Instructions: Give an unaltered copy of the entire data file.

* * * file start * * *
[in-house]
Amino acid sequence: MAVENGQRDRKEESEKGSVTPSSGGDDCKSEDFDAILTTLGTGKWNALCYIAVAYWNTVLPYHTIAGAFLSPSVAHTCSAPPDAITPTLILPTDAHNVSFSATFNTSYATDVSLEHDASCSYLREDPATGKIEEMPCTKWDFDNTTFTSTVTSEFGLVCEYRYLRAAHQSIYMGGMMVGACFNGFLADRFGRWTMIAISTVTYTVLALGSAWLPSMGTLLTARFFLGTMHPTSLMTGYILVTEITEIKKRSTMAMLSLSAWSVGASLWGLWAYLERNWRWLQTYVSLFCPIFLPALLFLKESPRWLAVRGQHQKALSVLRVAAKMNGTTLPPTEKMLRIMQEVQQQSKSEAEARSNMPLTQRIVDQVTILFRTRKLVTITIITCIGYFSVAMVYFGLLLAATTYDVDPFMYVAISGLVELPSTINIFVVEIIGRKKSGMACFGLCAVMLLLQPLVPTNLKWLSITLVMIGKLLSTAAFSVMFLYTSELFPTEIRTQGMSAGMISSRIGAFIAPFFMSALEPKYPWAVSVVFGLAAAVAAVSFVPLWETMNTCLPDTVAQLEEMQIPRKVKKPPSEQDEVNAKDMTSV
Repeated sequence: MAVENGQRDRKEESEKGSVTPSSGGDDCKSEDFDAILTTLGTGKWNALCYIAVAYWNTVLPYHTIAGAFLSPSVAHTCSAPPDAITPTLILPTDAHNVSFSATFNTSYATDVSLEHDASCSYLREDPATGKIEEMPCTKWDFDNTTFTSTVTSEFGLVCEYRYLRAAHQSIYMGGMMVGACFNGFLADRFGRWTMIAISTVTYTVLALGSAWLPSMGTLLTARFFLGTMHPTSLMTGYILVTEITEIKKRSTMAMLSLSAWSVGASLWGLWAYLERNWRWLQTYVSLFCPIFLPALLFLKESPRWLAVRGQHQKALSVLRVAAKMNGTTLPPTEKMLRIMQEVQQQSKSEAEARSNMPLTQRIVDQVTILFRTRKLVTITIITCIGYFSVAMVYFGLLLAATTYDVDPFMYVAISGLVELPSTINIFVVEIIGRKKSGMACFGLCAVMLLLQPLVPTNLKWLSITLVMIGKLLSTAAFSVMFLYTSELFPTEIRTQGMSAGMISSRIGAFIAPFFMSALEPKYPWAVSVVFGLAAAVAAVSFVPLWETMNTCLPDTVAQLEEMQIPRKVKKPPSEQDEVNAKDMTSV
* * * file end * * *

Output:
[in-house]
Amino acid sequence: MAVENGQRDRKEESEKGSVTPSSGGDDCKSEDFDAILTTLGTGKWNALCYIAVAYWNTVLPYHTIAGAFLSPSVAHTCSAPPDAITPTLILPTDAHNVSFSATFNTSYATDVSLEHDASCSYLREDPATGKIEEMPCTKWDFDNTTFTSTVTSEFGLVCEYRYLRAAHQSIYMGGMMVGACFNGFLADRFGRWTMIAISTVTYTVLALGSAWLPSMGTLLTARFFLGTMHPTSLMTGYILVTEITEIKKRSTMAMLSLSAWSVGASLWGLWAYLERNWRWLQTYVSLFCPIFLPALLFLKESPRWLAVRGQHQKALSVLRVAAKMNGTTLPPTEKMLRIMQEVQQQSKSEAEARSNMPLTQRIVDQVTILFRTRKLVTITIITCIGYFSVAMVYFGLLLAATTYDVDPFMYVAISGLVELPSTINIFVVEIIGRKKSGMACFGLCAVMLLLQPLVPTNLKWLSITLVMIGKLLSTAAFSVMFLYTSELFPTEIRTQGMSAGMISSRIGAFIAPFFMSALEPKYPWAVSVVFGLAAAVAAVSFVPLWETMNTCLPDTVAQLEEMQIPRKVKKPPSEQDEVNAKDMTSV
Repeated sequence: MAVENGQRDRKEESEKGSVTPSSGGDDCKSEDFDAILTTLGTGKWNALCYIAVAYWNTVLPYHTIAGAFLSPSVAHTCSAPPDAITPTLILPTDAHNVSFSATFNTSYATDVSLEHDASCSYLREDPATGKIEEMPCTKWDFDNTTFTSTVTSEFGLVCEYRYLRAAHQSIYMGGMMVGACFNGFLADRFGRWTMIAISTVTYTVLALGSAWLPSMGTLLTARFFLGTMHPTSLMTGYILVTEITEIKKRSTMAMLSLSAWSVGASLWGLWAYLERNWRWLQTYVSLFCPIFLPALLFLKESPRWLAVRGQHQKALSVLRVAAKMNGTTLPPTEKMLRIMQEVQQQSKSEAEARSNMPLTQRIVDQVTILFRTRKLVTITIITCIGYFSVAMVYFGLLLAATTYDVDPFMYVAISGLVELPSTINIFVVEIIGRKKSGMACFGLCAVMLLLQPLVPTNLKWLSITLVMIGKLLSTAAFSVMFLYTSELFPTEIRTQGMSAGMISSRIGAFIAPFFMSALEPKYPWAVSVVFGLAAAVAAVSFVPLWETMNTCLPDTVAQLEEMQIPRKVKKPPSEQDEVNAKDMTSV